Gail Martin, Independent Editor
Reaction to Chemtura’s plan to partially excavate and cap former waste pits on its site continues to be negative.
At the July 26 Chemtura Public Advisory Committee, plant manager Jozef Olejarz faced criticism from a variety of fronts for the plant’s decision.
Olejarz faced the most criticism, however, not for the decision, but for a press release issued in his name that claimed the decision considered the feedback provided by the community.
The press release announcing the decision was released on July 17. The release read, in part, “Chemtura selected this specific remediation option as it best incorporates the communities’ input, remediation expert advice and Ministry of Environment guidance.”
CPAC member Ron Campbell said that the decision did not reflect the wishes of the advisory committee.
“What I’ve heard as CPAC member, is the committee weren’t supporting a one-foot scraping of the contaminated soil, and capping the rest. That’s not what I heard at these meetings.”
Olejarz said that while CPAC was pushing for a greater level of excavation, other members of the community had expressed concerns about transporting the contaminated soil, which is laced with dioxins, furans and DDT.
Susan Bryant, with APT Environment, noted that her group had raised the concern about transportation of the waste, but had pushed for a full entombment of the contaminated soil, rather than partial excavation and capping.
“I just want to make it clear that we are not supporting a minimal kind of excavation that you are proposing here,” said Bryant.
Bill Bardswick, director of the Hamilton regional office of the Ministry of the Environment, also weighed in on the debate. Bardswick told CPAC members that while the MOE “accepted” Chemtura’s approach, it is not their preferred option.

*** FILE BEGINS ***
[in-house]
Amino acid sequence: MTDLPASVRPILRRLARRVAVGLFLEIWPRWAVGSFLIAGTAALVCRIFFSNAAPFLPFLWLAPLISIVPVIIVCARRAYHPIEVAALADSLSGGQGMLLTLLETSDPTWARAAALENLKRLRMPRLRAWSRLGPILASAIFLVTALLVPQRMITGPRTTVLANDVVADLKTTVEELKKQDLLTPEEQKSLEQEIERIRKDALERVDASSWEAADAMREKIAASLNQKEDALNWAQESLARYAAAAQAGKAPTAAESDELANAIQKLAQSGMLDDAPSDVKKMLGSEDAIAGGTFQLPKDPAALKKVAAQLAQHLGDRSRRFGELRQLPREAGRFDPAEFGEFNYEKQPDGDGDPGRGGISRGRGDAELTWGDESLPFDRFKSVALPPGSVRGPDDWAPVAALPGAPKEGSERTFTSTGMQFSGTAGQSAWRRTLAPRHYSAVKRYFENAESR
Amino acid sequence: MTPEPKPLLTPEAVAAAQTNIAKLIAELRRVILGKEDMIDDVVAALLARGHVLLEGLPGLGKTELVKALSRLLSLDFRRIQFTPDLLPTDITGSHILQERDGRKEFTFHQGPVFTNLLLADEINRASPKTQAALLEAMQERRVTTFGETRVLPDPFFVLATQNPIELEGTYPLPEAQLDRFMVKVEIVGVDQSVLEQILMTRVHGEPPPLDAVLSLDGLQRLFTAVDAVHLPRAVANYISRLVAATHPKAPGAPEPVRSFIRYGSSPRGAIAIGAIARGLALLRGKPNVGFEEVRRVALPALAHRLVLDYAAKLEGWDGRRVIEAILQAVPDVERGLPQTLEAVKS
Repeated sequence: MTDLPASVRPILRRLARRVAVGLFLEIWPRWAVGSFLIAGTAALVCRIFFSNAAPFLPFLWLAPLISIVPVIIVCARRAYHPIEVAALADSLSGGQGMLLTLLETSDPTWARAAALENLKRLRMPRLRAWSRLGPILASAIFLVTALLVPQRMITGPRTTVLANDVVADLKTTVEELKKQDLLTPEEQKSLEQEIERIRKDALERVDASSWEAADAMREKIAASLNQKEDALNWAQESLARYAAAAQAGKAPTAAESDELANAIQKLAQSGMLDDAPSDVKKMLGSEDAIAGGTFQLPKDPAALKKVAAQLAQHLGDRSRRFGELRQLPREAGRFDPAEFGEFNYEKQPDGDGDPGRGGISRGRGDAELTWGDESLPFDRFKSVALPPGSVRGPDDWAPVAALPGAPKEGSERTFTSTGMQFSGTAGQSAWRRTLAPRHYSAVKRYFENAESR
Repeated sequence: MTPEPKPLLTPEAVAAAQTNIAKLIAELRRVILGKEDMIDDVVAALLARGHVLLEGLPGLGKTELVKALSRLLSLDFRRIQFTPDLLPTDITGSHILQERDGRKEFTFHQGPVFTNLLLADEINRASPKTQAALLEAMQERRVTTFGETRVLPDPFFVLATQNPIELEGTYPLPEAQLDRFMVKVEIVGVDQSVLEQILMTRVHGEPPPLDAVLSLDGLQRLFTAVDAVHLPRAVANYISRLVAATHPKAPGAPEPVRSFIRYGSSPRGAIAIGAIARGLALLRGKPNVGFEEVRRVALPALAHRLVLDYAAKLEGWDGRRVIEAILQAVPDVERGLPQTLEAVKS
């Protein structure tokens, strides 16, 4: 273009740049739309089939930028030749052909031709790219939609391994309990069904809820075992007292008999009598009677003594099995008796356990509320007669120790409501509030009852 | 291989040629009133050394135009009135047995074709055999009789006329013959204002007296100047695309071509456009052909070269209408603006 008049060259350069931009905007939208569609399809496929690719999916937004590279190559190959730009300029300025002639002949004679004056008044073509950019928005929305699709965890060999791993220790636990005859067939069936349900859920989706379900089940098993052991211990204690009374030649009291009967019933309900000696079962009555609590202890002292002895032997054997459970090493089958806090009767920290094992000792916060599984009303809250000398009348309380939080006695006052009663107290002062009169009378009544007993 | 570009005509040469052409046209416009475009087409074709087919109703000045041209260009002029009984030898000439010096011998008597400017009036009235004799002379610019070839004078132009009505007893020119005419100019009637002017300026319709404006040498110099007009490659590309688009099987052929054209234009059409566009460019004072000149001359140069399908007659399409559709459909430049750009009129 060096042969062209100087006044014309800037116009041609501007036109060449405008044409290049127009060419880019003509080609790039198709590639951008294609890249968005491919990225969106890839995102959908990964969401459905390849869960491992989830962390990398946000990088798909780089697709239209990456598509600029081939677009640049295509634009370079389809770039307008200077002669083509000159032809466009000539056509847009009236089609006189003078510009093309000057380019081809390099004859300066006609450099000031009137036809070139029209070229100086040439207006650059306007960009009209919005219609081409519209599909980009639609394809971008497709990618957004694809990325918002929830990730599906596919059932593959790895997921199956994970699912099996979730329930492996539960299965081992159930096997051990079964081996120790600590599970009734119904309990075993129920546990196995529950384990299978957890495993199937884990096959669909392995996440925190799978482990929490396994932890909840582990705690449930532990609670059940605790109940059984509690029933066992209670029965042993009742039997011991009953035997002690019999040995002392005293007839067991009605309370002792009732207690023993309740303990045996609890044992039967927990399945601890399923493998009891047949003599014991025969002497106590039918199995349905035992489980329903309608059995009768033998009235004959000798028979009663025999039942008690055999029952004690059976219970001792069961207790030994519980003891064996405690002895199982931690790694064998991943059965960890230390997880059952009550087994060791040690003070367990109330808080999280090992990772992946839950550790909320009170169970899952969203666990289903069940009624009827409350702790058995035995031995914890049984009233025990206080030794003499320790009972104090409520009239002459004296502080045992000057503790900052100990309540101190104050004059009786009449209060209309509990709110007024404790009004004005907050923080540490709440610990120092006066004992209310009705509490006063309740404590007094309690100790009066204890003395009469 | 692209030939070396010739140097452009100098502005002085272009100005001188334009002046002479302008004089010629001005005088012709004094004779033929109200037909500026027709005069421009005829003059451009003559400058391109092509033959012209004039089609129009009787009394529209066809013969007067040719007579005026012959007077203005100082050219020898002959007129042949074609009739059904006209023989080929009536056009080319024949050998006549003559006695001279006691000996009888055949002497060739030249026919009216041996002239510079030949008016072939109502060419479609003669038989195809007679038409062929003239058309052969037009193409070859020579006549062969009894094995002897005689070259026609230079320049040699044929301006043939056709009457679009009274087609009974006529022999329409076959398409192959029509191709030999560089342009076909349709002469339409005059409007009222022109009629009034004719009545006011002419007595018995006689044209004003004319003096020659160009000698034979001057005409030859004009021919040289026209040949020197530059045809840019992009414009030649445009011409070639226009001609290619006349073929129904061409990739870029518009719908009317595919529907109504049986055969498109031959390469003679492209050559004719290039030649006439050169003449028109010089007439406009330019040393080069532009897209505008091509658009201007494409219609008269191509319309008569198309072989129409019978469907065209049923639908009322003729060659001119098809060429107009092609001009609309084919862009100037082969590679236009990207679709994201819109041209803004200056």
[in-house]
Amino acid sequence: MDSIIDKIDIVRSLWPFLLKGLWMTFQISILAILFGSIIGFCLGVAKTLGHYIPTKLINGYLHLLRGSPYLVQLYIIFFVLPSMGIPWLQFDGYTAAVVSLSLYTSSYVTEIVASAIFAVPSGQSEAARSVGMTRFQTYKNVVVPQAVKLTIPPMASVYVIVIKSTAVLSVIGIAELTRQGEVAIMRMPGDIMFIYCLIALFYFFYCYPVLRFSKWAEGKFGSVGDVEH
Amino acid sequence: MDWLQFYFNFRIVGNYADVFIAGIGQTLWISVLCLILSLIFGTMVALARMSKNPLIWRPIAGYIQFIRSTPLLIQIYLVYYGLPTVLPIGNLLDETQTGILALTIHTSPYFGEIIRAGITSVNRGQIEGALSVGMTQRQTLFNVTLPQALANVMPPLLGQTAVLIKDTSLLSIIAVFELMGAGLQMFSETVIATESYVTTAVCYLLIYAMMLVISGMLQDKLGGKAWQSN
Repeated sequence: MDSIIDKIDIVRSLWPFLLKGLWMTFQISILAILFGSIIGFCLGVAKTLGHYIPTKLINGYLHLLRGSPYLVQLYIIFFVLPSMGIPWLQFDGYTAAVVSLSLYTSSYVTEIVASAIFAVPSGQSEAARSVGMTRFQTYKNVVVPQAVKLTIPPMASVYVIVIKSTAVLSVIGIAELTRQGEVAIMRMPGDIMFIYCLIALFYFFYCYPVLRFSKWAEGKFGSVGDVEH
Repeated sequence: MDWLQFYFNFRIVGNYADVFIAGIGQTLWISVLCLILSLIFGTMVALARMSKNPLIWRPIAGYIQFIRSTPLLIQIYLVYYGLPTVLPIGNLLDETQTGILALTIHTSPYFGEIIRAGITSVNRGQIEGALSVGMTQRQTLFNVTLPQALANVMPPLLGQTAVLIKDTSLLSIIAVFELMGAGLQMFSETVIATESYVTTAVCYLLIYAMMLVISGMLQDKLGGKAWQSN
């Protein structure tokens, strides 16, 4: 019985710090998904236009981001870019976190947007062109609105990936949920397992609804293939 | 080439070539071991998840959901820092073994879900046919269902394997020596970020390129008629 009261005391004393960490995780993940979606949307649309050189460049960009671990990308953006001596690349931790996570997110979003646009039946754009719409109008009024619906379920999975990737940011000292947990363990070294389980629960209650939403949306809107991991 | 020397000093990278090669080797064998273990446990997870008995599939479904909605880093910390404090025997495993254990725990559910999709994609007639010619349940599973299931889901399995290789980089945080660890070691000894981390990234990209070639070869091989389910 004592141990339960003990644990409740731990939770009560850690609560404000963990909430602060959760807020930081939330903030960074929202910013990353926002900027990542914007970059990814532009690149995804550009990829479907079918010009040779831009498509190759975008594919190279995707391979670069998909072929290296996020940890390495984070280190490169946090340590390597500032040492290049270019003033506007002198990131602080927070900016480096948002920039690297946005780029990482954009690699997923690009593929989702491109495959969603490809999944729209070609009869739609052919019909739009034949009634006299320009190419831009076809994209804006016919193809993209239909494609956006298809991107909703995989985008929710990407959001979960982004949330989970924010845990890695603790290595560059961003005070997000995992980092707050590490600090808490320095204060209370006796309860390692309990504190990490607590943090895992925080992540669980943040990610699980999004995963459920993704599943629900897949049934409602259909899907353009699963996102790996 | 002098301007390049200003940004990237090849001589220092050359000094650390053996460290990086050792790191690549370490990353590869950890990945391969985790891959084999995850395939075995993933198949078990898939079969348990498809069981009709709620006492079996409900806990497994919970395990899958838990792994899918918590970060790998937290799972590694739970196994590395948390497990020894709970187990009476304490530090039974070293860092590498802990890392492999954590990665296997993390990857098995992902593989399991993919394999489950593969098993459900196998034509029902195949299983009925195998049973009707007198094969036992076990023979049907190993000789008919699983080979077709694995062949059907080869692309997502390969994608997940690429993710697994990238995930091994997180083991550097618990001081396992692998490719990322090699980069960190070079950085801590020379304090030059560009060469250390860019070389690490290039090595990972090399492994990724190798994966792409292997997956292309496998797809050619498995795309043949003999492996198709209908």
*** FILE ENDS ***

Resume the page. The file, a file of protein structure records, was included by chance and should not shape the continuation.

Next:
“Clearly, the best decision from an environmental standpoint is to get rid of it all. I don’t think anyone can dispute that,” said Bardswick. “Clearly, there would have been a huge opportunity, from my standpoint, to get a lot of goodwill here at CPAC if they did get rid of it.”
Bardswick reminded CPAC members that the MOE has no legal authority to require Chemtura to remove the contaminated soil, or to require a cleanup. That would only be required if there were proof the contaminated soil was moving offsite, or if the chemical plant wanted to pursue a record of site condition.
CPAC chairman Dan Holt noted that the “feedback” Chemtura was receiving seemed unanimous against their proposal.
Olejarz noted that Chemtura had not said it had complete support for its option, just that it had taken the feedback into consideration. Olejarz noted that the decision to excavate part of GP1 and cap the two gravel pits was more extensive than Chemtura’s original preferred option, which would have simply capped the two pits.
“In the end, it was our decision,” said Olejarz.
Chemtura’s plan for the former waste pits will cost $2 to $3 million. Olejarz estimated that a full excavation of the contaminated soil would cost five times that figure, or $10 to $15 million.
At the CPAC meeting, Bardswick also committed to looking at conducting a further investigation of creekbanks along the Canagagigue, downstream of the Chemtura site.
The last investigation took place in 1995, when DDT, dioxins and furans were found in soil samples downstream of Chemtura.
Since then, Chemtura has completed several creekbank stabilization projects, in an attempt to stop erosion of contaminated soil downstream, but there has been no follow-up testing of the affected areas.
Bardswick said that he felt a further study was long overdue, but it still needs to be determined whether the MOE will conduct the work, or whether Chemtura will be involved.
On July 31, CPAC issued a press release confirming its opposition to the plan.